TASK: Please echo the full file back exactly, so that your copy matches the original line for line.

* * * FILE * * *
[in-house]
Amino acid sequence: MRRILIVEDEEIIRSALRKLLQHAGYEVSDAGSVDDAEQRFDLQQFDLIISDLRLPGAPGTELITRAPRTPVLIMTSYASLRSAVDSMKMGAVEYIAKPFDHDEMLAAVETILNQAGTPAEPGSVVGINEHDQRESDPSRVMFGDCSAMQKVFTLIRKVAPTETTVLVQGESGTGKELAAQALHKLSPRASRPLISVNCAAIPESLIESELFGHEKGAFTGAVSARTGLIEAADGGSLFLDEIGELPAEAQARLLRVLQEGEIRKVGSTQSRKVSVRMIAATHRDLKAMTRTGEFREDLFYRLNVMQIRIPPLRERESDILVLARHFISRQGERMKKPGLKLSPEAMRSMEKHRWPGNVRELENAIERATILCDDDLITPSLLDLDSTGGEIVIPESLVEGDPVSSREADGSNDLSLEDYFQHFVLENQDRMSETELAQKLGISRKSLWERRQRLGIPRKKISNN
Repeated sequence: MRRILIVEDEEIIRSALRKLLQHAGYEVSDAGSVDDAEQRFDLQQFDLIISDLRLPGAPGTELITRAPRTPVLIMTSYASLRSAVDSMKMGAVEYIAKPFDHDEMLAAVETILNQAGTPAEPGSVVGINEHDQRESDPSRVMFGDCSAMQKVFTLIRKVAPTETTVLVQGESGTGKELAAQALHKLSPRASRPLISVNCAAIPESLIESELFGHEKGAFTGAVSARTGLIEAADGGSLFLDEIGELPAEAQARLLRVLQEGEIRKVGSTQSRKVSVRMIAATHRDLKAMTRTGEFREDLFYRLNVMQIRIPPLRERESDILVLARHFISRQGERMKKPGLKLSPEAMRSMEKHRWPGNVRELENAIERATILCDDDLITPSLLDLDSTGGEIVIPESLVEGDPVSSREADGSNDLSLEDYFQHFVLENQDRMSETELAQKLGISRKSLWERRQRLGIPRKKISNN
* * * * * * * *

[in-house]
Amino acid sequence: MRRILIVEDEEIIRSALRKLLQHAGYEVSDAGSVDDAEQRFDLQQFDLIISDLRLPGAPGTELITRAPRTPVLIMTSYASLRSAVDSMKMGAVEYIAKPFDHDEMLAAVETILNQAGTPAEPGSVVGINEHDQRESDPSRVMFGDCSAMQKVFTLIRKVAPTETTVLVQGESGTGKELAAQALHKLSPRASRPLISVNCAAIPESLIESELFGHEKGAFTGAVSARTGLIEAADGGSLFLDEIGELPAEAQARLLRVLQEGEIRKVGSTQSRKVSVRMIAATHRDLKAMTRTGEFREDLFYRLNVMQIRIPPLRERESDILVLARHFISRQGERMKKPGLKLSPEAMRSMEKHRWPGNVRELENAIERATILCDDDLITPSLLDLDSTGGEIVIPESLVEGDPVSSREADGSNDLSLEDYFQHFVLENQDRMSETELAQKLGISRKSLWERRQRLGIPRKKISNN
Repeated sequence: MRRILIVEDEEIIRSALRKLLQHAGYEVSDAGSVDDAEQRFDLQQFDLIISDLRLPGAPGTELITRAPRTPVLIMTSYASLRSAVDSMKMGAVEYIAKPFDHDEMLAAVETILNQAGTPAEPGSVVGINEHDQRESDPSRVMFGDCSAMQKVFTLIRKVAPTETTVLVQGESGTGKELAAQALHKLSPRASRPLISVNCAAIPESLIESELFGHEKGAFTGAVSARTGLIEAADGGSLFLDEIGELPAEAQARLLRVLQEGEIRKVGSTQSRKVSVRMIAATHRDLKAMTRTGEFREDLFYRLNVMQIRIPPLRERESDILVLARHFISRQGERMKKPGLKLSPEAMRSMEKHRWPGNVRELENAIERATILCDDDLITPSLLDLDSTGGEIVIPESLVEGDPVSSREADGSNDLSLEDYFQHFVLENQDRMSETELAQKLGISRKSLWERRQRLGIPRKKISNN